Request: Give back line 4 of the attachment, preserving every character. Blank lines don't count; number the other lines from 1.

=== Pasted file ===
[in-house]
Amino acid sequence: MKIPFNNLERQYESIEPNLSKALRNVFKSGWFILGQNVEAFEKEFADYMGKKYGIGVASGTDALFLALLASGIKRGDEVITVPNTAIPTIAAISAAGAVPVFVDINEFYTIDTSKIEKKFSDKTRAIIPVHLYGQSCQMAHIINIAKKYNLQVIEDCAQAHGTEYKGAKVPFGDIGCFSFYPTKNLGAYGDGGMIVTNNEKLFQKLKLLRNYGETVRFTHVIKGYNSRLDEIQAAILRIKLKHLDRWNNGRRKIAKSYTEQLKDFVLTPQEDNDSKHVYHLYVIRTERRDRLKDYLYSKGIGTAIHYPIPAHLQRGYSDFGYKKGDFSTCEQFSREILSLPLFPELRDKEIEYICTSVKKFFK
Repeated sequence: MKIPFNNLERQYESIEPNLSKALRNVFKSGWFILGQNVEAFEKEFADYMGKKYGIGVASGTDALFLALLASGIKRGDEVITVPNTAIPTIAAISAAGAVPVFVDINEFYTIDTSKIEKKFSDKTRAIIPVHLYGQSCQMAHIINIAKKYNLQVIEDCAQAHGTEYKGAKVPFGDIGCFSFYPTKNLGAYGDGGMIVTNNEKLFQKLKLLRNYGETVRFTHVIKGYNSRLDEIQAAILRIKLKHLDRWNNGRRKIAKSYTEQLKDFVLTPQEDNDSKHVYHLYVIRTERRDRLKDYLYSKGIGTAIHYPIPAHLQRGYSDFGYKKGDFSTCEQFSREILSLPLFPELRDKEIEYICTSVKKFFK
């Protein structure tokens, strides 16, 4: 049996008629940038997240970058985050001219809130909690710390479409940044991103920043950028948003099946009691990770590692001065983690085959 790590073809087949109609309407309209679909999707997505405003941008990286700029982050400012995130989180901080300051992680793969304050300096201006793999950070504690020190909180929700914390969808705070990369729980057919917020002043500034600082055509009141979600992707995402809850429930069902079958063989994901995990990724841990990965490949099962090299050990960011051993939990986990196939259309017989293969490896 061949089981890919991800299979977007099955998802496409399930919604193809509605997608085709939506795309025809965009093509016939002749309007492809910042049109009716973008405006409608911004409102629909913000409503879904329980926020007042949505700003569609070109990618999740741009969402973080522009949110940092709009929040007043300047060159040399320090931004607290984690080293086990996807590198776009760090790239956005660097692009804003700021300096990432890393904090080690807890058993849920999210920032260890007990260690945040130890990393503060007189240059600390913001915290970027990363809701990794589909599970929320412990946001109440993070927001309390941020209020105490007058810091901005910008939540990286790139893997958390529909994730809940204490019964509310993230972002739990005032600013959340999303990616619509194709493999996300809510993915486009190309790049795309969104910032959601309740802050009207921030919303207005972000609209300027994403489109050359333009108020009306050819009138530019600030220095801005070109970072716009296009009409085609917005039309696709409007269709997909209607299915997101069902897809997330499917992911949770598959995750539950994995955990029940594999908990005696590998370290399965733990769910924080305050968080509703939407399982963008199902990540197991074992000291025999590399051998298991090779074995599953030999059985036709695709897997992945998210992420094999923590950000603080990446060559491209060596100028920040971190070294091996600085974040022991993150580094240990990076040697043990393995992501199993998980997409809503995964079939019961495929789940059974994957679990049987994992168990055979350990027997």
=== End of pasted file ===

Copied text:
């Protein structure tokens, strides 16, 4: 049996008629940038997240970058985050001219809130909690710390479409940044991103920043950028948003099946009691990770590692001065983690085959 790590073809087949109609309407309209679909999707997505405003941008990286700029982050400012995130989180901080300051992680793969304050300096201006793999950070504690020190909180929700914390969808705070990369729980057919917020002043500034600082055509009141979600992707995402809850429930069902079958063989994901995990990724841990990965490949099962090299050990960011051993939990986990196939259309017989293969490896 061949089981890919991800299979977007099955998802496409399930919604193809509605997608085709939506795309025809965009093509016939002749309007492809910042049109009716973008405006409608911004409102629909913000409503879904329980926020007042949505700003569609070109990618999740741009969402973080522009949110940092709009929040007043300047060159040399320090931004607290984690080293086990996807590198776009760090790239956005660097692009804003700021300096990432890393904090080690807890058993849920999210920032260890007990260690945040130890990393503060007189240059600390913001915290970027990363809701990794589909599970929320412990946001109440993070927001309390941020209020105490007058810091901005910008939540990286790139893997958390529909994730809940204490019964509310993230972002739990005032600013959340999303990616619509194709493999996300809510993915486009190309790049795309969104910032959601309740802050009207921030919303207005972000609209300027994403489109050359333009108020009306050819009138530019600030220095801005070109970072716009296009009409085609917005039309696709409007269709997909209607299915997101069902897809997330499917992911949770598959995750539950994995955990029940594999908990005696590998370290399965733990769910924080305050968080509703939407399982963008199902990540197991074992000291025999590399051998298991090779074995599953030999059985036709695709897997992945998210992420094999923590950000603080990446060559491209060596100028920040971190070294091996600085974040022991993150580094240990990076040697043990393995992501199993998980997409809503995964079939019961495929789940059974994957679990049987994992168990055979350990027997």